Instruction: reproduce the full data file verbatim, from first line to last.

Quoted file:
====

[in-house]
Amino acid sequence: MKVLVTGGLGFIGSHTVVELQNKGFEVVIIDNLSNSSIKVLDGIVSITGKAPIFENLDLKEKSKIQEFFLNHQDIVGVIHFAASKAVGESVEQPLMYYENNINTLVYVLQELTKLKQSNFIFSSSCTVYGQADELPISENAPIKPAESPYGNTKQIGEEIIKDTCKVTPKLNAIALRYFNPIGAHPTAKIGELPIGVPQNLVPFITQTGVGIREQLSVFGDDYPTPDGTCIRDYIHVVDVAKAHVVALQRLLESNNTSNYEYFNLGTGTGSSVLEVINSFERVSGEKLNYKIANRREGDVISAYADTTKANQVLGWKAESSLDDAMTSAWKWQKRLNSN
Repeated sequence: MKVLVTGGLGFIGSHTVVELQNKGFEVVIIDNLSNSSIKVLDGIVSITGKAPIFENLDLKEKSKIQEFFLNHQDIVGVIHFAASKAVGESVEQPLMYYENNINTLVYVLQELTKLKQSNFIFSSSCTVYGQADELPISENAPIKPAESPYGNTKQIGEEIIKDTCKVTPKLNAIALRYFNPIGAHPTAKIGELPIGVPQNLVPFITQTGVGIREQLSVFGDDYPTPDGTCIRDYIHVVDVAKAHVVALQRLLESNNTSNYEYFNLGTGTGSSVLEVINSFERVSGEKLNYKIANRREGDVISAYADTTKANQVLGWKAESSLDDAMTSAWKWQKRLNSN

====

[in-house]
Amino acid sequence: MKVLVTGGLGFIGSHTVVELQNKGFEVVIIDNLSNSSIKVLDGIVSITGKAPIFENLDLKEKSKIQEFFLNHQDIVGVIHFAASKAVGESVEQPLMYYENNINTLVYVLQELTKLKQSNFIFSSSCTVYGQADELPISENAPIKPAESPYGNTKQIGEEIIKDTCKVTPKLNAIALRYFNPIGAHPTAKIGELPIGVPQNLVPFITQTGVGIREQLSVFGDDYPTPDGTCIRDYIHVVDVAKAHVVALQRLLESNNTSNYEYFNLGTGTGSSVLEVINSFERVSGEKLNYKIANRREGDVISAYADTTKANQVLGWKAESSLDDAMTSAWKWQKRLNSN
Repeated sequence: MKVLVTGGLGFIGSHTVVELQNKGFEVVIIDNLSNSSIKVLDGIVSITGKAPIFENLDLKEKSKIQEFFLNHQDIVGVIHFAASKAVGESVEQPLMYYENNINTLVYVLQELTKLKQSNFIFSSSCTVYGQADELPISENAPIKPAESPYGNTKQIGEEIIKDTCKVTPKLNAIALRYFNPIGAHPTAKIGELPIGVPQNLVPFITQTGVGIREQLSVFGDDYPTPDGTCIRDYIHVVDVAKAHVVALQRLLESNNTSNYEYFNLGTGTGSSVLEVINSFERVSGEKLNYKIANRREGDVISAYADTTKANQVLGWKAESSLDDAMTSAWKWQKRLNSN